Tyler: It was a place to go on these long point-to-point walks, where Roosevelt would ask the children to walk in a perfectly straight direction toward a certain place that was their goal. In that path, no matter what was in your way you had to go either over, through it, or around it. So if it was a thorn bush, you had to go through it. If it was a body of water like a pond, you'd have to wade through it. If it was a wall, you had to climb over it.

This was his living "the strenuous life." Their idea of recreation wasn't what most other people would think, sitting and drinking lemonade on the porch and being taken care of by your servants. For Roosevelt, it was going out and really exhausting yourself. Most people who didn't know him well, I think they didn't understand what they were getting into when they were coming here to Sagamore Hill.

Let's take a quick break, and we’ll be right back.

 

For Roosevelt, working up a sweat wasn’t just a way to stay healthy—it was also a key part of his life philosophy, “of bodily vigor as a method of getting that vigor of soul without which vigor of the body counts for nothing,” as he described it in his autobiography.

He credited his hard work for his successes, writing that, “I never won anything without hard labor and the exercise of my best judgment and careful planning and working long in advance. Having been a rather sickly and awkward boy, I was as a young man at first both nervous and distrustful of my own prowess, I had to train myself painfully and laboriously not merely as regards my body but as regards my soul and spirit.”

But again, the fact that he was born into wealth and privilege also had a lot to do with his success.

Roosevelt didn’t just advocate the strenuous life for himself, but for others. At the end of his second term, he ordered that military officers be able to walk 50 miles or ride around 100 miles on horseback in three days, later declaring it “a test which many a healthy middle-aged woman would be able to meet.” When the officers and the press balked at the requirement, he demonstrated how easy it was by doing it himself.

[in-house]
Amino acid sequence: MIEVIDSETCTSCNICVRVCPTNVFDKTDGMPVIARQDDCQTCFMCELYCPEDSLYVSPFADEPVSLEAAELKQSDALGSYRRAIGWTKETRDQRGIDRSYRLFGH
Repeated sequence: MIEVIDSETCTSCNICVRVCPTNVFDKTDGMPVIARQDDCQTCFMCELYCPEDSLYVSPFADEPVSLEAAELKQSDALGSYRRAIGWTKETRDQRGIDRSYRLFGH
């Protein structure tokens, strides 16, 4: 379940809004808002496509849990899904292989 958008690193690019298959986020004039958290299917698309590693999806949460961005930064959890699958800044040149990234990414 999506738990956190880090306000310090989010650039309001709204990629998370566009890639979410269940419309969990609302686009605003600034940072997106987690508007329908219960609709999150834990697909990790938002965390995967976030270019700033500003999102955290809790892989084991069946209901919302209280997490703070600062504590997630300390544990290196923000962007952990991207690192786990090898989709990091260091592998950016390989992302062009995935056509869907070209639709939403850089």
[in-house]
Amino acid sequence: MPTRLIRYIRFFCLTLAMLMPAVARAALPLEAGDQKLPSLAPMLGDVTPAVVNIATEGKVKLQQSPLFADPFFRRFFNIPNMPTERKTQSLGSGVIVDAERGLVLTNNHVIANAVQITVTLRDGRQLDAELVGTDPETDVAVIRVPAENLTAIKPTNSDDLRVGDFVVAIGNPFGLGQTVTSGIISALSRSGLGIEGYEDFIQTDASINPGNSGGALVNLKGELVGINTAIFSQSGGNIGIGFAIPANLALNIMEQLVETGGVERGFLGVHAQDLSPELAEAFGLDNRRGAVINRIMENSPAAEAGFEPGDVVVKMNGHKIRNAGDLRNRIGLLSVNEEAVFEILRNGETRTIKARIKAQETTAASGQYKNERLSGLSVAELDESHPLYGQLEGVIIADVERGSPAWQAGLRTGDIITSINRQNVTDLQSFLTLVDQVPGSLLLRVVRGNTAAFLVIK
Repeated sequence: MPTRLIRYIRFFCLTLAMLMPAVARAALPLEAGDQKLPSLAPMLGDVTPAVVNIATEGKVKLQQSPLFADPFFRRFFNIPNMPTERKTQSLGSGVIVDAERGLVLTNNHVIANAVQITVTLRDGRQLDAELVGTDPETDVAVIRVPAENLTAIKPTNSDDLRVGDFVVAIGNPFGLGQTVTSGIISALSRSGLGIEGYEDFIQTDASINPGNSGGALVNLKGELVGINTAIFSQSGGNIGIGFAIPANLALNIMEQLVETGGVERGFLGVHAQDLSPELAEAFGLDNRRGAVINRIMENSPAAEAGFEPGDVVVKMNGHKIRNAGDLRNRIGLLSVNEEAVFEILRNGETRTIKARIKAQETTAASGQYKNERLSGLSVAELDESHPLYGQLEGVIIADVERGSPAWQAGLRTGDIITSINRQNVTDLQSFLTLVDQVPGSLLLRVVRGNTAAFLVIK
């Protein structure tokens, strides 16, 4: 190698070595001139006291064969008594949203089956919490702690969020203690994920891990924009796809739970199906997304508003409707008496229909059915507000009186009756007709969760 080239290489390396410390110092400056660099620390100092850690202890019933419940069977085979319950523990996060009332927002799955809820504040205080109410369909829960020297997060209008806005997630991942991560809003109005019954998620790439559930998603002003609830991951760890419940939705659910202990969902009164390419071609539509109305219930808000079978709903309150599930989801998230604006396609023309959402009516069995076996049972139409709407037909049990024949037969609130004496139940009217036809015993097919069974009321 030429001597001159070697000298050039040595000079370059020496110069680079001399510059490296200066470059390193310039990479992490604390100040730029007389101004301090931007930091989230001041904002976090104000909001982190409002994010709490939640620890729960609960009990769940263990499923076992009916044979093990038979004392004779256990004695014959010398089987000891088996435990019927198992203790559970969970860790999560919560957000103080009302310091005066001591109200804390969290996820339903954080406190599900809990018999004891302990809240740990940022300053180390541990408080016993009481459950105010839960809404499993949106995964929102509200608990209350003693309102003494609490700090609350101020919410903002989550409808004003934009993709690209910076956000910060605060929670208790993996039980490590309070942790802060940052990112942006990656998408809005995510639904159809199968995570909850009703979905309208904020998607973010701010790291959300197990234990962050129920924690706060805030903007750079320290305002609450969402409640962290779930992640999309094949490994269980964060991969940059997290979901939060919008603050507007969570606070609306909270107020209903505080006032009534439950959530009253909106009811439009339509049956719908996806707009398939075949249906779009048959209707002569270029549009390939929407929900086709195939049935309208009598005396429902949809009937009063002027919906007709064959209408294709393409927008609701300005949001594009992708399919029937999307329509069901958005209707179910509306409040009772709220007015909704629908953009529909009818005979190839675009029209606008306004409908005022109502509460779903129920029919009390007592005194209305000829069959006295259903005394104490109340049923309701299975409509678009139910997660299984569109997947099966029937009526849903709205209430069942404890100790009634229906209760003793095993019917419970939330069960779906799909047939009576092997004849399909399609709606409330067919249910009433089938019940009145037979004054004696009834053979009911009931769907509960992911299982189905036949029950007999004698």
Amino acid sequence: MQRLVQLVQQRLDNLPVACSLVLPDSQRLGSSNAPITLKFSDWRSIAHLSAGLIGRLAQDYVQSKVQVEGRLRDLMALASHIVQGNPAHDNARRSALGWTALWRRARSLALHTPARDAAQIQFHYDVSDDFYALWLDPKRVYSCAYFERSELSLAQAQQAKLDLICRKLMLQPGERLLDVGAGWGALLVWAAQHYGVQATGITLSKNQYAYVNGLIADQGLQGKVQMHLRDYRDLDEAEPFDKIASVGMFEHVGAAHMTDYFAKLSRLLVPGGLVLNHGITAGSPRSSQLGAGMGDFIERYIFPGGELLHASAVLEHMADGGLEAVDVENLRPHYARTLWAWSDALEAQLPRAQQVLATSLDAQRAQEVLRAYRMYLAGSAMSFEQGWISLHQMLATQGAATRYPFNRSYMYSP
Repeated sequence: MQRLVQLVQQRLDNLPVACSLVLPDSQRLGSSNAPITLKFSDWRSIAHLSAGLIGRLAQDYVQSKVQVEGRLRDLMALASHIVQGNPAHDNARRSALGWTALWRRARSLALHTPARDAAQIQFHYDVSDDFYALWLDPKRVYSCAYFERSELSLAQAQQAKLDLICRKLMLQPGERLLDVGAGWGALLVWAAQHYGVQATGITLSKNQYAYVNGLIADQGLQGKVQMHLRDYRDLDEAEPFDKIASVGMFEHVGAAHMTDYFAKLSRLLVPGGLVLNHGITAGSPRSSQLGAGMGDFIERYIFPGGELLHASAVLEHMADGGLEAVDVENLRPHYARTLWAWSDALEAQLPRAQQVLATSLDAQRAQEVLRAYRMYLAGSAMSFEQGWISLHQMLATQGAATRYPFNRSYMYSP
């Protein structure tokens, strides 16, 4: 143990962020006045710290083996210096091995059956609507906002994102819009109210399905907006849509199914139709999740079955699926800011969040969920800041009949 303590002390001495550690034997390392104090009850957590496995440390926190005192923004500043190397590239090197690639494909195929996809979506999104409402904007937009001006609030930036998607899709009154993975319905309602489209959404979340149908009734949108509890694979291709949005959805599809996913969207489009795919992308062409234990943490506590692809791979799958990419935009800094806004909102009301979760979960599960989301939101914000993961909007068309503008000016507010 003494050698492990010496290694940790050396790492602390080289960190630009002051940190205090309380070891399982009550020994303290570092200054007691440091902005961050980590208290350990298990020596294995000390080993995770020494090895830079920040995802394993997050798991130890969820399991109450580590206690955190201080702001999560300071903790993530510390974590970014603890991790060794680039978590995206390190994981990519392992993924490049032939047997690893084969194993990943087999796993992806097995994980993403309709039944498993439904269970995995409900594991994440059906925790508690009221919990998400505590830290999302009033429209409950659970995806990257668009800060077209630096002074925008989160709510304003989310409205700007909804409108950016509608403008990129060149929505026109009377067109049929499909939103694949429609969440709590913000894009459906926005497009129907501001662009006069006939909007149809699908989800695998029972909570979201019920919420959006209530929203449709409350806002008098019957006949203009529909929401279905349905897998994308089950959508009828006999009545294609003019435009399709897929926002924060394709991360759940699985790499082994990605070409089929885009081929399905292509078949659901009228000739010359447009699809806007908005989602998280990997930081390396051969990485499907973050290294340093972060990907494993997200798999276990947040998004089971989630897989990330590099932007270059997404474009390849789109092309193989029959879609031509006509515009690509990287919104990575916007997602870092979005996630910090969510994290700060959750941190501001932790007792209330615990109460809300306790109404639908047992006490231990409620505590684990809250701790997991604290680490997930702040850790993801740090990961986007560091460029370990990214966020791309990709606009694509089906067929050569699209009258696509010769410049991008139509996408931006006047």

And in his autobiography, TR advised that “A man whose business is sedentary should get some kind of exercise if he wishes to keep himself in as good physical trim as his brethren who do manual labor. When I worked on a ranch, I needed no form of exercise except my work, but when I worked in an office the case was different.”

He also expected his children to live the strenuous life. Especially his children. “I would rather one of them should die than have them grow up weaklings,” he once said.

He was especially tough on his oldest son, Ted, who, like his father, had asthma, and later would suffer from headaches and depression. Eventually he had what TR called “kind of a nervous breakdown.”

Alyssa: The doctors say, "Theodore, you know, he was overstressed or he had a breakdown. And maybe it's because you're pushing too hard.”

TR was contrite, telling the doctor “I’ll never push Ted again.” He said he had been so hard on the boy because Ted could have been “all the things I would like to have been and wasn’t, and it has been a great temptation to push him.”

But Dalton writes that he never could quite let up as he promised. Later, Edith would write to Ted, “As I look back you fared worst, because Father tried to ‘toughen’ you, but happily was too busy to exert the same pressure on the others!”